On the basis that Talksport was not obliged to provide KPL with any work, the FTT had found that there was no mutuality of obligation so that the hypothetical contract between Mr Hawksbee and Talksport would not have been an employment contract. The UT found however that Talksport had engaged KPL to provide the services of Mr Hawksbee as the presenter of a three-hour radio at set times for a period of two years. This constituted ‘a binding commitment by Talksport to provide at least some work’ so that mutuality of obligations was established.
Given that Talksport did have control over the performance of his work by Mr Hawksbee and that other factors ‘were consistent’ with employment, the UT found that Mr Hawksbee would have been an employee under the hypothetical contract.
Finally, the last case in our selection, J Charman v HMRC  UKUT 253, dealt with two important issues; when is an employment-related share option granted, if exercise is contingent on continued employment; and what is the treatment of shares received on an exchange.
Mr Charman was born in the UK but he had moved to Bermuda, having joined Axis Specialty Ltd (“ASL”). He had been awarded share options over ASL shares in 2001, which were to vest in three equal tranches conditional on his continued employment with the company. As part of a subsequent initial public offering, Mr Charman’s original shares were exchanged for shares in Axis Capital (and his options became options over Axis Capital shares).
In March 2008, when Mr Charman exercised the options, ITEPA 2003 Part 7 only applied to earnings of an individual who was both resident and ordinarily resident in the UK in the relevant year. It was accepted that Mr Charman had ceased to be UK resident in November 2003 and that the options had vested in three equal tranches in October 2002, 2003 and 2004.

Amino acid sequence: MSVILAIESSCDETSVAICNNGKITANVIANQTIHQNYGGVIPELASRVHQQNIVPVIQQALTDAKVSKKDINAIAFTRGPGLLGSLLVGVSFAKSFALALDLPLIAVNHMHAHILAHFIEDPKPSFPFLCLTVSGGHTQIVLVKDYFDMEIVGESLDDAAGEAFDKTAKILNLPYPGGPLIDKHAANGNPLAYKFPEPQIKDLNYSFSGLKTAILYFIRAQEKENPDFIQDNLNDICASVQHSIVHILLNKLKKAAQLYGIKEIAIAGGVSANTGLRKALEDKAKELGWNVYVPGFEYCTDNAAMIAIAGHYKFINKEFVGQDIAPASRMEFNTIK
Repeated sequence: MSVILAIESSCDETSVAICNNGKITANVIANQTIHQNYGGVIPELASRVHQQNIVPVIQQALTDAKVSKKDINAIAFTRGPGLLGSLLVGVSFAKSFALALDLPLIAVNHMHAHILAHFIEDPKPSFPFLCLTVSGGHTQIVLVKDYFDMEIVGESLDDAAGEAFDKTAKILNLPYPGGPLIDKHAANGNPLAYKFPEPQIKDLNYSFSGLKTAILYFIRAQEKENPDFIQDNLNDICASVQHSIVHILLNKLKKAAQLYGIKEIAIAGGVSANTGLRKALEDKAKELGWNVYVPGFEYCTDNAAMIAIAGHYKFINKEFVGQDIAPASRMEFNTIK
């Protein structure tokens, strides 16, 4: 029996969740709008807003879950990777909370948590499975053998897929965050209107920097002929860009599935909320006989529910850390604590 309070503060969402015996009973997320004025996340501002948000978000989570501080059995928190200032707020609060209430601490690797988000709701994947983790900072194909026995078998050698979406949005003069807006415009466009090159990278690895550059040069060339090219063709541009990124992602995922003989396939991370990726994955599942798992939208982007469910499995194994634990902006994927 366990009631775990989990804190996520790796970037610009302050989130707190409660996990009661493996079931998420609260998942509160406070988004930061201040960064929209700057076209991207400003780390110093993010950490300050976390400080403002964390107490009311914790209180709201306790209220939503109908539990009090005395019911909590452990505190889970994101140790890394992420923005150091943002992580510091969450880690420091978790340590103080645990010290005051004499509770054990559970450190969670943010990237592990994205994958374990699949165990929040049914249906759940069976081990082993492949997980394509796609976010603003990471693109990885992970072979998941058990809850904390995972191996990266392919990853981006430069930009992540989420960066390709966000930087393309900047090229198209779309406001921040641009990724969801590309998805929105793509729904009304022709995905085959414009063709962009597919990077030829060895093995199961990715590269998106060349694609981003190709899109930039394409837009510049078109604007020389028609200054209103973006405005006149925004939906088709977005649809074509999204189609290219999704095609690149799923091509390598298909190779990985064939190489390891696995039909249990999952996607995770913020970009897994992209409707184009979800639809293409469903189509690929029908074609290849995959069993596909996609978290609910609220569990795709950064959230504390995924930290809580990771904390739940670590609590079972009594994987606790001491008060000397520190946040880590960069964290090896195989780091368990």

The first issue was therefore whether Mr Charman had acquired the securities when the share option had originally been granted in 2001, so that all the shares were taxable, or when each tranche had become exercisable, so that the third tranche escaped UK tax. The UT found that the exercise of the option had been subject to a condition precedent, continued employment, but not the grant itself. It added that the contractual rights created by the 2001 documents had been ‘right(s) to acquire securities’. Mr Charman had acquired the securities, for tax purposes, in 2001.
The second issue was whether he had acquired his interest in the restricted shares ‘as a director or employee’ for the purposes of ITEPA 2003 s 423 (as in force at that time) with the result that they would be subject to income tax under ITEPA 2003 Part 7 Chapter 2 when the contractual restrictions were lifted. Agreeing with the FTT, the UT rejected Mr Charman’s argument that the share for share exchange had changed the source of the income arising to Mr Charman for tax purposes. The holding still arose from his employment, taking into account ‘all the relevant facts’, including the circumstances in which Mr Charman had acquired the original shares.
To discuss any tax issues arising from these cases and how they might impact your clients, contact Winslows.